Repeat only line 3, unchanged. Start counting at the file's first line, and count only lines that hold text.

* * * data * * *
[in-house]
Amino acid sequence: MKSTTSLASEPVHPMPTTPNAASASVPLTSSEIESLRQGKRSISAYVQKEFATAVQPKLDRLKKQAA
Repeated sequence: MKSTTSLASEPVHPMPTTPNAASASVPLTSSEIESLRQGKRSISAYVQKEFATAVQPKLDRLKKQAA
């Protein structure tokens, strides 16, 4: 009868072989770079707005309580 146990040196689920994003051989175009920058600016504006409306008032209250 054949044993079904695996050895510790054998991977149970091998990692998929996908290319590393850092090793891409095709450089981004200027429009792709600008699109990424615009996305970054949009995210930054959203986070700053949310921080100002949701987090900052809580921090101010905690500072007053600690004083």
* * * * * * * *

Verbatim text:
Repeated sequence: MKSTTSLASEPVHPMPTTPNAASASVPLTSSEIESLRQGKRSISAYVQKEFATAVQPKLDRLKKQAA